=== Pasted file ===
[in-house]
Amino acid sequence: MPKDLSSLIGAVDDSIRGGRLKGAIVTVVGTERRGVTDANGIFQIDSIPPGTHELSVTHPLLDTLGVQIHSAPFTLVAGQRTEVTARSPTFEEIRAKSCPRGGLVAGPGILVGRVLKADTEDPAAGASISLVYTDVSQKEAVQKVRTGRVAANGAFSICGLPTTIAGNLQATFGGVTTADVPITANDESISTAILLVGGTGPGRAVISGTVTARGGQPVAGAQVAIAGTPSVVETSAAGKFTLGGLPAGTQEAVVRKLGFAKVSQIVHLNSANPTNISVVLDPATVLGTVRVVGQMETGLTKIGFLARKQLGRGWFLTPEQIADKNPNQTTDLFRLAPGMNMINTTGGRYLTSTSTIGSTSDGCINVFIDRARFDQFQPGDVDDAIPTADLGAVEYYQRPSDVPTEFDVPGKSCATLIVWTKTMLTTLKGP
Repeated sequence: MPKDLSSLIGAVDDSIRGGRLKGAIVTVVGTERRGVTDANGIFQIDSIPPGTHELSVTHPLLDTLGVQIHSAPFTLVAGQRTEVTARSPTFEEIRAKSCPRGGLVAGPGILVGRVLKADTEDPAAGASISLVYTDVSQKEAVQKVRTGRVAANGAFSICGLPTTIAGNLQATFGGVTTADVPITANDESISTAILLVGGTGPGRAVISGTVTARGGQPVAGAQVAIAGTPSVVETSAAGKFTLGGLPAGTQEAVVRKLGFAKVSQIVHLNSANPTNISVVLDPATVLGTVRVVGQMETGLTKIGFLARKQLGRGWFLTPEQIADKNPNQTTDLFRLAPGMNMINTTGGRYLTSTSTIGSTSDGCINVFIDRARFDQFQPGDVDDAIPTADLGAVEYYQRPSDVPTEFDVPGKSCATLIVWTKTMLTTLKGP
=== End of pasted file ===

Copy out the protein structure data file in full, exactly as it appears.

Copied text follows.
[in-house]
Amino acid sequence: MPKDLSSLIGAVDDSIRGGRLKGAIVTVVGTERRGVTDANGIFQIDSIPPGTHELSVTHPLLDTLGVQIHSAPFTLVAGQRTEVTARSPTFEEIRAKSCPRGGLVAGPGILVGRVLKADTEDPAAGASISLVYTDVSQKEAVQKVRTGRVAANGAFSICGLPTTIAGNLQATFGGVTTADVPITANDESISTAILLVGGTGPGRAVISGTVTARGGQPVAGAQVAIAGTPSVVETSAAGKFTLGGLPAGTQEAVVRKLGFAKVSQIVHLNSANPTNISVVLDPATVLGTVRVVGQMETGLTKIGFLARKQLGRGWFLTPEQIADKNPNQTTDLFRLAPGMNMINTTGGRYLTSTSTIGSTSDGCINVFIDRARFDQFQPGDVDDAIPTADLGAVEYYQRPSDVPTEFDVPGKSCATLIVWTKTMLTTLKGP
Repeated sequence: MPKDLSSLIGAVDDSIRGGRLKGAIVTVVGTERRGVTDANGIFQIDSIPPGTHELSVTHPLLDTLGVQIHSAPFTLVAGQRTEVTARSPTFEEIRAKSCPRGGLVAGPGILVGRVLKADTEDPAAGASISLVYTDVSQKEAVQKVRTGRVAANGAFSICGLPTTIAGNLQATFGGVTTADVPITANDESISTAILLVGGTGPGRAVISGTVTARGGQPVAGAQVAIAGTPSVVETSAAGKFTLGGLPAGTQEAVVRKLGFAKVSQIVHLNSANPTNISVVLDPATVLGTVRVVGQMETGLTKIGFLARKQLGRGWFLTPEQIADKNPNQTTDLFRLAPGMNMINTTGGRYLTSTSTIGSTSDGCINVFIDRARFDQFQPGDVDDAIPTADLGAVEYYQRPSDVPTEFDVPGKSCATLIVWTKTMLTTLKGP